Why Has the BBC Defiled Madame Bovary? (and Caused Us All So Much Embarrassment)

Daily Mail (London), April 13, 2000 | Go to article overview

Why Has the BBC Defiled Madame Bovary? (and Caused Us All So Much Embarrassment)


Byline: NICOLA TYRER

ONE OF the greatest gifts of television is its ability to bring the classics to life and one of the great pleasures of family life is to sit down together and watch a really good dramatisation.

And so it was with a sense of pleasurable anticipation that I sat down on Monday night with my husband, two teenage children and 96-year-old aunt to watch the BBC's two-part dramatisation of Gustave Flaubert's mighty French novel of passion, repression and perdition, Madame Bovary.

I'm sure ours was one of thousands of middle-class households whose parents were thinking the same thing: 'Teenagers today can't be bothered with books with hundreds of pages and long, rambling sentences. This is the chance to introduce them to "good" literature the easy way.' But the mood in our sitting room changed from one of anticipation to red-cheeked embarrassment (not least on the part of our children) as some of the most explicit sex scenes I have seen on the small screen began to unfold in all their gratuitous, grunting, thrusting glory.

Nothing was left to the imagination, visual or aural. Much of the sex was 'written in' simply to titillate the viewer. It bore as much relation to the inhibitions of 19th-century provincial thinking as a pagan orgy to a Sunday school outing (at one stage, Emma Bovary is seen naked in bed with one of her young admirers in a 'fantasy' clip).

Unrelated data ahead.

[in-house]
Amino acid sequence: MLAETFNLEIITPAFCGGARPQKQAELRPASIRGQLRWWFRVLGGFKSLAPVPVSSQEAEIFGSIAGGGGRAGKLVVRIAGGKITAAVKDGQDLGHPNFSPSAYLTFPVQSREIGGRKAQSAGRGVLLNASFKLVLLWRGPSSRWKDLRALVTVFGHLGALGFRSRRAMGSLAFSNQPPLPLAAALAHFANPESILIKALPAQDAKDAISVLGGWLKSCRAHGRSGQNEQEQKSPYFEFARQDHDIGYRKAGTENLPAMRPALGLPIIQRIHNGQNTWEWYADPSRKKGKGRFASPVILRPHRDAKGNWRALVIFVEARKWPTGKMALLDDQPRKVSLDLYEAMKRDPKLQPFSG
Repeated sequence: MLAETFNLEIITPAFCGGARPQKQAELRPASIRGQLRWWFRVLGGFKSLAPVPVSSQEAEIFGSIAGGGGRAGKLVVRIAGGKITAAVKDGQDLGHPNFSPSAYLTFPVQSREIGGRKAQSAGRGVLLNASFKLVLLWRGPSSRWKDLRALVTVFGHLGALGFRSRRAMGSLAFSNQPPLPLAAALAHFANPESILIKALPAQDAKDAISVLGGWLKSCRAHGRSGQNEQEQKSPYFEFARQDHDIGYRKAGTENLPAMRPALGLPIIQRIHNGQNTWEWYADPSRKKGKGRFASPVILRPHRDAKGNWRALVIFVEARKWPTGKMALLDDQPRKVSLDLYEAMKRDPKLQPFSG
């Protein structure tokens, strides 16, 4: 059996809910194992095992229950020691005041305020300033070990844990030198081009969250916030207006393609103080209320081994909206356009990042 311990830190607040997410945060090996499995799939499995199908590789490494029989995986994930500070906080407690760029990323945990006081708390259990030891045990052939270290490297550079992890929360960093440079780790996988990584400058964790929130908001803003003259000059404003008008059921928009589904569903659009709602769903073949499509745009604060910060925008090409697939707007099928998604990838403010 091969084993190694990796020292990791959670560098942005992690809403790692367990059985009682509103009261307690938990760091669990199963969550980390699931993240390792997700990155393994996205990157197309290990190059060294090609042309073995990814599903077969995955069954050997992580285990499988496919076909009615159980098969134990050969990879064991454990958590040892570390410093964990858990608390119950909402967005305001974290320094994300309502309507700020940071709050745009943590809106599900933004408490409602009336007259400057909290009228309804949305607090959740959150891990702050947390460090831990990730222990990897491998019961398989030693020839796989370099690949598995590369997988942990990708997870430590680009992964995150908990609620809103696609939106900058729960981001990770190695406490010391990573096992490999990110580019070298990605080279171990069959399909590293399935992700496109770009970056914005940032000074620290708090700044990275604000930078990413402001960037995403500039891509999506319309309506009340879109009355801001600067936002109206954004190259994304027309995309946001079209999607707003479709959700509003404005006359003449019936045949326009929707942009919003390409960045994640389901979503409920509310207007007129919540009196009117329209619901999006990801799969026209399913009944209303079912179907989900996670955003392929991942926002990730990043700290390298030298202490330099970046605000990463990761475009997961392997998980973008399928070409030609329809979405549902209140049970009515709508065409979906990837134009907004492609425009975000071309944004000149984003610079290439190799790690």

An audience unfamiliar with Flaubert's writing might think he had written a raunchy romp reminiscent of the Emmanuelle soft-core films of the Seventies.

The wedding night of Emma, the 19-year-old heroine who has just married Charles, a stolid doctor, offered plenty of scope for prurient camerawork.

Instead of being apprehensive and bashful, which seems to have been the case with most 19th-century brides, the convent-educated Emma paraded in 'naughty Nineties' underwear.

THEN the camera took us between the sheets. We were forced to observe in graphic detail extensive pelvic thrusting and a crescendo of grunts from the husband while close-ups of Emma's face thumped home the point that the earth has not so much as quivered for her.

But this appeared almost tasteful in comparison to the scene in the forest where Emma decides to surrender to her longing for sexual fulfilment in the arms of a man who has effectively picked her up.

We saw Emma's naked breasts being fondled from behind; then as if we were in any doubt as to what was happening, we were shown her lover leaning back between her spread thighs to unbutton his flies. As a coda, we were treated to a lingering aeriel shot featuring his bare buttocks moving between her legs.

The indignation I felt at finding myself unwillingly reduced to the level of voyeur and forced to watch vulgar simulated sex alongside family members both older and younger than myself has little to do with prudishness (no one who lives a life peopled with dogs, cats and horses can be other than sanguine about nature's urges).

It has more to do with a feeling of betrayal. Like many parents, I have long ago given up watching Channel 4 because you never know what deviant spectacle you will find confronting you. But it has come to something when a family can no longer sit down together and watch a BBC-produced classic because worship of the great god of ratings decrees there are bound to be over-the-top sex scenes.

But there is more to it than that.

In spicing up the classics in this vulgar way, the producers are guilty of an even greater betrayal - that of artistic truth. …

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